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22 Jul 2021

Ounkeo Souksavanh & Roseanne Gerin, Radio Free Asia

Three Years On, Lao Flood Survivors Still Dealing With Aftermath of Dam Collapse

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22 July 2021

On the third anniversary of a hydropower dam collapse that caused deadly flooding in southern Laos, villagers in six communities hit hardest by the disaster say they are still facing hardship due to unsuitable land on which to grow crops year-round, a lack of permanent housing, and the near end of monthly rice supplies and financial allowances from the project's builder.


About 3,600 people living in temporary shelters in Attapeu province’s Sanamxay district say they are still struggling to recover with inadequate support from the dam’s developers and the Lao government. They reside in the villages of Thaseangchanh, Hinlat, Samongthai, Thahinh, Mai, and Dongbak.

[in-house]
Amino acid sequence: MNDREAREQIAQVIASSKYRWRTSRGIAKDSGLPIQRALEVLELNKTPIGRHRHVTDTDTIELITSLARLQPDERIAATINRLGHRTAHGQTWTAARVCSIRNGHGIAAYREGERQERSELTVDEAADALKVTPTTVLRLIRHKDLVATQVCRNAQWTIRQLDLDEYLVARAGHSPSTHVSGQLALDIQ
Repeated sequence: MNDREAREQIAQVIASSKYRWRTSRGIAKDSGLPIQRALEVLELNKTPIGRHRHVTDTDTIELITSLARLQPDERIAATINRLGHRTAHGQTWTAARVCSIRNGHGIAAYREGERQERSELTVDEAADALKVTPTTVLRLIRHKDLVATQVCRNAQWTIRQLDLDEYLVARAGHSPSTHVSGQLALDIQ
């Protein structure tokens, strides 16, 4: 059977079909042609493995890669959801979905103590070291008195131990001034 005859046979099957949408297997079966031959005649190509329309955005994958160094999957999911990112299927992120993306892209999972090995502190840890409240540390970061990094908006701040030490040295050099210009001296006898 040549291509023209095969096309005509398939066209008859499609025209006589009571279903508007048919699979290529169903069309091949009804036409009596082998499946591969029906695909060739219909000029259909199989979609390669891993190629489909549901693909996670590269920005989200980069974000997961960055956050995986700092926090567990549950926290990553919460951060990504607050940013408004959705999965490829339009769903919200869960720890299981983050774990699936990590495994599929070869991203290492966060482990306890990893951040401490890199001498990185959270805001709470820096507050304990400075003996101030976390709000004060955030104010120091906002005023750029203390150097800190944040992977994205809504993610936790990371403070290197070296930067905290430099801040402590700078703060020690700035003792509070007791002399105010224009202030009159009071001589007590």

Besides a lack of permanent housing and a drop-off in food and cash subsidies, the villagers say they do not have access to enough fertile lands provided by provincial authorities to be able to make a living growing rice — a staple food in Laos — which further threatens their food security situation. The floods destroyed their previous farmland.


Bruce Shoemaker, an independent researcher who lived in Laos during the 1990s and worked for several NGOs, said that Xe Pian Xe Namnoy Power Co., Ltd. (PNPC), the company that built the dam, has not made good on pledges to provide proper shelters for the villagers.

PNPC is a consortium of South Korean companies SK Engineering and Construction and Korea Western Power, Ratchaburi Electricity Generating Holding of Thailand, and Lao Holding State Enterprise (LHSE). The company previously has said that it could not make the payments to the villagers because of its own financial difficulties.